Published on October 1,2012 at 8:00 am in Noteworthy
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This summer, I spent my time away from the Boston area in New Orleans, Louisiana. I could easily turn this into an I-had-a-great-time post, but I’ll spare you the details and just say that I enjoyed my time. Unfortunately, however, my time was not free from street harassment, and I thought a lot about the difference in my experience with street harassment in Louisiana in comparison to my street harassment in and around Boston. While harassment on the street is about power and privilege, regardless of location, I did notice a few main differences in my experiences.
People were friendlier on the whole:
Now, I know I’m making a HUGE generalization here, so let me clarify – when I say friendlier, I mean more likely to engage strangers in conversation and to carry on that conversation for longer. On any given walk, bike ride, or bus trip, I was engaged in conversation by men and women that was polite and comfortable. I share this for a reason, though – to some degree, this cushioned the blow of harassment because the lines between harassment and conversations were more blurred.
know both men and women are likely to engage me in a nice, comfortable conversation, I’m not so afraid of being harassed, and an older man calling me “baby” or “honey” doesn’t feel quite as scary. In Boston, where people are less likely to approach me without a specific reason, harassment, as pretty much the only “communication” I have in public space, comes as a not-so-pleasant surprise, leaving me feeling more unsafe.
Benevolent sexism is more prevalent in every situation: Now, again, I know I am speaking in generalizations, but in my experience, I was baby, honey, sweetie, and every other infantalizing, belittling pet name under the hot, Southern sun. I got every door held open for me, heavy things carried for me, and men practically threw their coats over puddles for me. I heard the word “chivalry” spoken with pride at least a hundred times. Sure, I experience these things in Boston as well, but often out of habit and obligation of the men around me. This wasn’t habit or obligation for the men in Louisiana – each time I was “helped” was intentional and in alignment with a set of values that was clear. Acts of (gendered) kindness were something men thought I deserved, not something I should be grateful for, the way I experience these acts in the North. I certainly didn’t always love being treated like a princess who couldn’t do anything, but I was treated with kindness, and 9 times of out 10, men took no for an answer, even if they were shocked or confused.That’s something quite different from my everyday experiences in Boston.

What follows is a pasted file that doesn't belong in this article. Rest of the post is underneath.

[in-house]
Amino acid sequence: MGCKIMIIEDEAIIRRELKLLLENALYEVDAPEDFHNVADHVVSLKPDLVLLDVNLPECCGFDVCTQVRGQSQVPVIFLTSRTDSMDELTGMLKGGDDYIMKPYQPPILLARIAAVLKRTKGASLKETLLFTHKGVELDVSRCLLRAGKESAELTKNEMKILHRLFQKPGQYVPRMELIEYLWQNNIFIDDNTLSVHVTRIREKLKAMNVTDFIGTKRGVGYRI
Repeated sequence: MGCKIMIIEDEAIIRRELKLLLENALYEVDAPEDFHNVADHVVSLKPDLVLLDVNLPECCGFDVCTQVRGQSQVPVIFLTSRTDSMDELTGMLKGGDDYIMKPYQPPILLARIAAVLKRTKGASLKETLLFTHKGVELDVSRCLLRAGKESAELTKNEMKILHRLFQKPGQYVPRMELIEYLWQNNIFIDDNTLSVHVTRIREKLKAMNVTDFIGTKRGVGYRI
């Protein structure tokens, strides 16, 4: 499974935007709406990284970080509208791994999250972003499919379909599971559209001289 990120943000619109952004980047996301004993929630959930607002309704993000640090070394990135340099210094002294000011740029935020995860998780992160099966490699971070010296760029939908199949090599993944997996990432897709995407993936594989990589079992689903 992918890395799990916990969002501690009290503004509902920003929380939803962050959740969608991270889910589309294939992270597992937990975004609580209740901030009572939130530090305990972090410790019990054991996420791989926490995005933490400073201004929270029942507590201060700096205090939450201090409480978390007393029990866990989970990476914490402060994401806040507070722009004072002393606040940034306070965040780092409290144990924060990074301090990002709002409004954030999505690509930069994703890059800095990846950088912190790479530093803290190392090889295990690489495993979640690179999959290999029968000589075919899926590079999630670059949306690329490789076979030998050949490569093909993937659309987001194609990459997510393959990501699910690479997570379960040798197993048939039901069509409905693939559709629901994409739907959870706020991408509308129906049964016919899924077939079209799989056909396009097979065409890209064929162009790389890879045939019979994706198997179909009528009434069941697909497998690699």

Okay, so maybe this didn't actually happen
Many men were comfortable admitting they didn’t understand. In Massachusetts, we love nothing more than being snobby academics who are constantly engaged in intellectual pursuits. And we’re totally not ever racist, sexist, agist, classist, or homophobic (just ask – we have very old, poor, gay black friends and don’t even women should earn 80 cents on the dollar). It’s this attitude, this perception that we all know better, that forces our “isms” – in this case, sexism – to be more insidious. We liberals in Massachusetts may vote pro choice and donate to Elizabeth Warren, but these same liberal men refuse to stop holding the door open for me, saying that if we were really post sexism, I would shut up and say thank you. Men in Louisiana, having grown up in more open sexism, didn’t quite understand why it was such a big deal for me to open my own door, but on the whole respected my decision, and wished me a good day at the end of it! I didn’t get one argument about why I was wrong for thinking or feeling that way.
Now, I don’t mean to imply that there is something better or worse about either situation. However, it is easier to address something that is in the open, whereas something sneakier is difficult to even identify as sexist, nevermind address it with an action. I also don’t mean to imply that I felt less harassed in New Orleans – I was harassed just as often on the street by men of every age, class, and race or ethnicity. (I even hoped for a Hollaback! New Orleans to vent some of my frustrations, but no such luck.) What I do want to do is break the myth that street harassment levels are somehow correlated with the amount of positive legislation for women coming from a state. I’m happy that we vote for women in the state of Massachusetts, but why can’t we use that same support for women each and every day to make change in our regular lives? When I’m being followed home from work, I don’t particularly care how Massachusetts votes. When a man yells lude comments at my girlfriend and me, I’m not reminded of some liberal rhetoric. We in the Boston area are not superior to the rest of the country, and we still have a long way to go.
What have you experienced in your travels? Let us know!
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